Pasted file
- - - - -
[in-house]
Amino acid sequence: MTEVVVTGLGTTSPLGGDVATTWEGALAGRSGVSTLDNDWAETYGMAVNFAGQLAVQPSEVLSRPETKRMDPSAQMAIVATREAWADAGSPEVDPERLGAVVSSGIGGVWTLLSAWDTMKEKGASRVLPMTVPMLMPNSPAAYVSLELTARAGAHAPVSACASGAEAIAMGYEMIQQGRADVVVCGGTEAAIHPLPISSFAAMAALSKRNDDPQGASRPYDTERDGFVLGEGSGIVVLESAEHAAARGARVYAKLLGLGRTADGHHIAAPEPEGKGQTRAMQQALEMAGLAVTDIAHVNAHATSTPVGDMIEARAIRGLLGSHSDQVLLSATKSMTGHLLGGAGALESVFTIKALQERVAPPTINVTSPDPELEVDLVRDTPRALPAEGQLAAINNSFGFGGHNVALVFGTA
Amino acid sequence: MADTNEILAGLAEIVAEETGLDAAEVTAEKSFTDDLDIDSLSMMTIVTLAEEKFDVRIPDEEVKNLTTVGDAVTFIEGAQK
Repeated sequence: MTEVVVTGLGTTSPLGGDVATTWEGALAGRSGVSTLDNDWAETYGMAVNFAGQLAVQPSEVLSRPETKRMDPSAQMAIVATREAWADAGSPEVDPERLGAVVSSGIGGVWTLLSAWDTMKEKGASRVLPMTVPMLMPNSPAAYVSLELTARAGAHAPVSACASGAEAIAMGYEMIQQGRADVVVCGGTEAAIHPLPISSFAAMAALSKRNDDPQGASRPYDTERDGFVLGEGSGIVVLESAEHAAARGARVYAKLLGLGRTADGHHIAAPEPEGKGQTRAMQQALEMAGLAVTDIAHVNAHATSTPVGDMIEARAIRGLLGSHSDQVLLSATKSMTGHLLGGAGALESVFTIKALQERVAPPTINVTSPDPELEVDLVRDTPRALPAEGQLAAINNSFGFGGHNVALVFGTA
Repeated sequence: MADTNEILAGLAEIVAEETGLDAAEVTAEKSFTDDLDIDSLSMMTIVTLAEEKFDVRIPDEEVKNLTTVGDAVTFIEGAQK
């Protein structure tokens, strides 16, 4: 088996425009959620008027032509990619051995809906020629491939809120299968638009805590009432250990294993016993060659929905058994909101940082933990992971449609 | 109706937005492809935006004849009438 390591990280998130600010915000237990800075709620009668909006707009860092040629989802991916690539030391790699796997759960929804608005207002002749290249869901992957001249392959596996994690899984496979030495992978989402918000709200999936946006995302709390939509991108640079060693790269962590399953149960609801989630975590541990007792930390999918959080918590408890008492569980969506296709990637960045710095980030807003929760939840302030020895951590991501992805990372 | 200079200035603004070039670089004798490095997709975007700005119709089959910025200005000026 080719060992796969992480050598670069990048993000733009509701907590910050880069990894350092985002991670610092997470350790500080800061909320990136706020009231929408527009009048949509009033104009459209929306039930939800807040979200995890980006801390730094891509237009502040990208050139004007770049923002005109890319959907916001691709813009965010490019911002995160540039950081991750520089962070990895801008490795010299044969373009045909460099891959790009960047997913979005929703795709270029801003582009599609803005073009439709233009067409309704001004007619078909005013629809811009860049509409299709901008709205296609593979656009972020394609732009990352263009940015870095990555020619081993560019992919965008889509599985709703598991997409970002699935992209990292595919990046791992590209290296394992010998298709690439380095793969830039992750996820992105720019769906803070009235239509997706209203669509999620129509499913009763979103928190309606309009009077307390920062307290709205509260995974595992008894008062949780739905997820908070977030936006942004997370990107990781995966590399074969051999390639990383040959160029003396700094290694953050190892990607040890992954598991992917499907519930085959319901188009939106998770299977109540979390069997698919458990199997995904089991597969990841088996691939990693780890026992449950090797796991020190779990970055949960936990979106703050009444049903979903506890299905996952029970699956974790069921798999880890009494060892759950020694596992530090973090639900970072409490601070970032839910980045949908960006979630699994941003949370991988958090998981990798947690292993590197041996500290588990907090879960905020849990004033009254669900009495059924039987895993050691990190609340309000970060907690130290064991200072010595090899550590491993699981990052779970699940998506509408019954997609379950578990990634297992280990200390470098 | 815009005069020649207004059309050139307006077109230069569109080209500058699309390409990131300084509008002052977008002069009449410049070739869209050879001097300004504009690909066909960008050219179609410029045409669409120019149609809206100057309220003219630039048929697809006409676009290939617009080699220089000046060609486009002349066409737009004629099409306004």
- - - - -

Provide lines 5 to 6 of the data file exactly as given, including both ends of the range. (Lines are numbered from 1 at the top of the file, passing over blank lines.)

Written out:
Repeated sequence: MADTNEILAGLAEIVAEETGLDAAEVTAEKSFTDDLDIDSLSMMTIVTLAEEKFDVRIPDEEVKNLTTVGDAVTFIEGAQK
């Protein structure tokens, strides 16, 4: 088996425009959620008027032509990619051995809906020629491939809120299968638009805590009432250990294993016993060659929905058994909101940082933990992971449609 | 109706937005492809935006004849009438 390591990280998130600010915000237990800075709620009668909006707009860092040629989802991916690539030391790699796997759960929804608005207002002749290249869901992957001249392959596996994690899984496979030495992978989402918000709200999936946006995302709390939509991108640079060693790269962590399953149960609801989630975590541990007792930390999918959080918590408890008492569980969506296709990637960045710095980030807003929760939840302030020895951590991501992805990372 | 200079200035603004070039670089004798490095997709975007700005119709089959910025200005000026 080719060992796969992480050598670069990048993000733009509701907590910050880069990894350092985002991670610092997470350790500080800061909320990136706020009231929408527009009048949509009033104009459209929306039930939800807040979200995890980006801390730094891509237009502040990208050139004007770049923002005109890319959907916001691709813009965010490019911002995160540039950081991750520089962070990895801008490795010299044969373009045909460099891959790009960047997913979005929703795709270029801003582009599609803005073009439709233009067409309704001004007619078909005013629809811009860049509409299709901008709205296609593979656009972020394609732009990352263009940015870095990555020619081993560019992919965008889509599985709703598991997409970002699935992209990292595919990046791992590209290296394992010998298709690439380095793969830039992750996820992105720019769906803070009235239509997706209203669509999620129509499913009763979103928190309606309009009077307390920062307290709205509260995974595992008894008062949780739905997820908070977030936006942004997370990107990781995966590399074969051999390639990383040959160029003396700094290694953050190892990607040890992954598991992917499907519930085959319901188009939106998770299977109540979390069997698919458990199997995904089991597969990841088996691939990693780890026992449950090797796991020190779990970055949960936990979106703050009444049903979903506890299905996952029970699956974790069921798999880890009494060892759950020694596992530090973090639900970072409490601070970032839910980045949908960006979630699994941003949370991988958090998981990798947690292993590197041996500290588990907090879960905020849990004033009254669900009495059924039987895993050691990190609340309000970060907690130290064991200072010595090899550590491993699981990052779970699940998506509408019954997609379950578990990634297992280990200390470098 | 815009005069020649207004059309050139307006077109230069569109080209500058699309390409990131300084509008002052977008002069009449410049070739869209050879001097300004504009690909066909960008050219179609410029045409669409120019149609809206100057309220003219630039048929697809006409676009290939617009080699220089000046060609486009002349066409737009004629099409306004």